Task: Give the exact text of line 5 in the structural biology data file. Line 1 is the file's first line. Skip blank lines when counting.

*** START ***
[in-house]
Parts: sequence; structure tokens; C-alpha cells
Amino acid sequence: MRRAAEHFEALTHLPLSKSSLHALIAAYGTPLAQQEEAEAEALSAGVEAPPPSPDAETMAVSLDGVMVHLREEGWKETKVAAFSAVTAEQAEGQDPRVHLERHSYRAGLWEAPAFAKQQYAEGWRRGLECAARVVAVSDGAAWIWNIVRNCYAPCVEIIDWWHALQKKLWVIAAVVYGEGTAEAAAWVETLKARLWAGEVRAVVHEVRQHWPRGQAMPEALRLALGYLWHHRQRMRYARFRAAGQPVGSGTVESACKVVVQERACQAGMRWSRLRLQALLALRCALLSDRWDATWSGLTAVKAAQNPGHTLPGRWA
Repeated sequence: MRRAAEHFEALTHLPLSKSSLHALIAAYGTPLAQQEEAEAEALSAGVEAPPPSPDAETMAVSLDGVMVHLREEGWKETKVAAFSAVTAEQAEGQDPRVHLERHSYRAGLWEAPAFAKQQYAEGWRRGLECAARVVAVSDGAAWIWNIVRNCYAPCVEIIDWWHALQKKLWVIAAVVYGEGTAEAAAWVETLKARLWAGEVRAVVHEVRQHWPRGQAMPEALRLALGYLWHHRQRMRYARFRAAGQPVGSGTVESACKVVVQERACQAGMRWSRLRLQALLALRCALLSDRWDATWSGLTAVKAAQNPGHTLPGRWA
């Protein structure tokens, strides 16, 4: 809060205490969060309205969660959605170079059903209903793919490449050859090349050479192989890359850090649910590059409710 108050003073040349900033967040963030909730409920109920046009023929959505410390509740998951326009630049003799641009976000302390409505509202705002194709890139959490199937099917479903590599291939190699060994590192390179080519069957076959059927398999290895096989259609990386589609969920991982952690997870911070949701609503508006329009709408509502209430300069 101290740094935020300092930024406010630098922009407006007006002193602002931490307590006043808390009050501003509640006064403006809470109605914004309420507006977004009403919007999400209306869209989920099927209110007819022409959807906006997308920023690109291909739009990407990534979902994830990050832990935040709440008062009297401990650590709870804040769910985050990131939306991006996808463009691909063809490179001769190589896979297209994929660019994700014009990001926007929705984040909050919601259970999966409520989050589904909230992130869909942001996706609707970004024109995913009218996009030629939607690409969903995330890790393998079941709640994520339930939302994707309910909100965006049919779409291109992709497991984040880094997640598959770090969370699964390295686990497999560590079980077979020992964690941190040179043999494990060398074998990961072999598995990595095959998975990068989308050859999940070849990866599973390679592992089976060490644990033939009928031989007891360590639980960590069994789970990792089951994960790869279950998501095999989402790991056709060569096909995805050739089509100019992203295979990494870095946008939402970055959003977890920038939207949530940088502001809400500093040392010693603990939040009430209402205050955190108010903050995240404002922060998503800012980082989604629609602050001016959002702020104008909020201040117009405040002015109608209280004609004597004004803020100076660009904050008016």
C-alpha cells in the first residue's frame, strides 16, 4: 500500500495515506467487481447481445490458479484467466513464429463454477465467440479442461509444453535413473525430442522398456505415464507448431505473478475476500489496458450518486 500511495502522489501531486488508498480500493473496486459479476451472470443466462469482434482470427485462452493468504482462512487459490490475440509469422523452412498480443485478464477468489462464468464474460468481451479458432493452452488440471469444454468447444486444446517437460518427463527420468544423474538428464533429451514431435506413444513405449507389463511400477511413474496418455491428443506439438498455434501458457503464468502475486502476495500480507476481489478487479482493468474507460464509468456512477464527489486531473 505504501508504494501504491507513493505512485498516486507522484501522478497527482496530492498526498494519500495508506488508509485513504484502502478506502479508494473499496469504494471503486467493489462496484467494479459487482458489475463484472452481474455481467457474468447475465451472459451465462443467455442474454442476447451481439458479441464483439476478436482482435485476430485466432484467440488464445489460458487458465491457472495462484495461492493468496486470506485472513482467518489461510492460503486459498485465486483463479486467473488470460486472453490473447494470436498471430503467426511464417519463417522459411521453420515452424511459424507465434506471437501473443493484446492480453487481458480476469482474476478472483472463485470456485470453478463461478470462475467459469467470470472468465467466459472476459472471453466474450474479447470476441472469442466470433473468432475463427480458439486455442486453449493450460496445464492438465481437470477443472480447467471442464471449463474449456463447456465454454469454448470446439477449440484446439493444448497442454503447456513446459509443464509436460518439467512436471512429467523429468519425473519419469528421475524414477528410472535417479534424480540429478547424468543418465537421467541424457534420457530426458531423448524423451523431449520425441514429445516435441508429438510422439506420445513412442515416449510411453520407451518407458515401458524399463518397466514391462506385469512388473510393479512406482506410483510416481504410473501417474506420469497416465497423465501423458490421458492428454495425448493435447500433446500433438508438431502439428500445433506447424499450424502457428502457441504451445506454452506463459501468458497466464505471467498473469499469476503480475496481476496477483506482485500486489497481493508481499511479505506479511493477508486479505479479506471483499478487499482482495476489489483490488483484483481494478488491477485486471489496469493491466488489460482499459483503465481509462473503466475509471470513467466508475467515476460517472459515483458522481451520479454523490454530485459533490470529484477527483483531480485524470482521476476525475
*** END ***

């Protein structure tokens, strides 16, 4: 809060205490969060309205969660959605170079059903209903793919490449050859090349050479192989890359850090649910590059409710 108050003073040349900033967040963030909730409920109920046009023929959505410390509740998951326009630049003799641009976000302390409505509202705002194709890139959490199937099917479903590599291939190699060994590192390179080519069957076959059927398999290895096989259609990386589609969920991982952690997870911070949701609503508006329009709408509502209430300069 101290740094935020300092930024406010630098922009407006007006002193602002931490307590006043808390009050501003509640006064403006809470109605914004309420507006977004009403919007999400209306869209989920099927209110007819022409959807906006997308920023690109291909739009990407990534979902994830990050832990935040709440008062009297401990650590709870804040769910985050990131939306991006996808463009691909063809490179001769190589896979297209994929660019994700014009990001926007929705984040909050919601259970999966409520989050589904909230992130869909942001996706609707970004024109995913009218996009030629939607690409969903995330890790393998079941709640994520339930939302994707309910909100965006049919779409291109992709497991984040880094997640598959770090969370699964390295686990497999560590079980077979020992964690941190040179043999494990060398074998990961072999598995990595095959998975990068989308050859999940070849990866599973390679592992089976060490644990033939009928031989007891360590639980960590069994789970990792089951994960790869279950998501095999989402790991056709060569096909995805050739089509100019992203295979990494870095946008939402970055959003977890920038939207949530940088502001809400500093040392010693603990939040009430209402205050955190108010903050995240404002922060998503800012980082989604629609602050001016959002702020104008909020201040117009405040002015109608209280004609004597004004803020100076660009904050008016």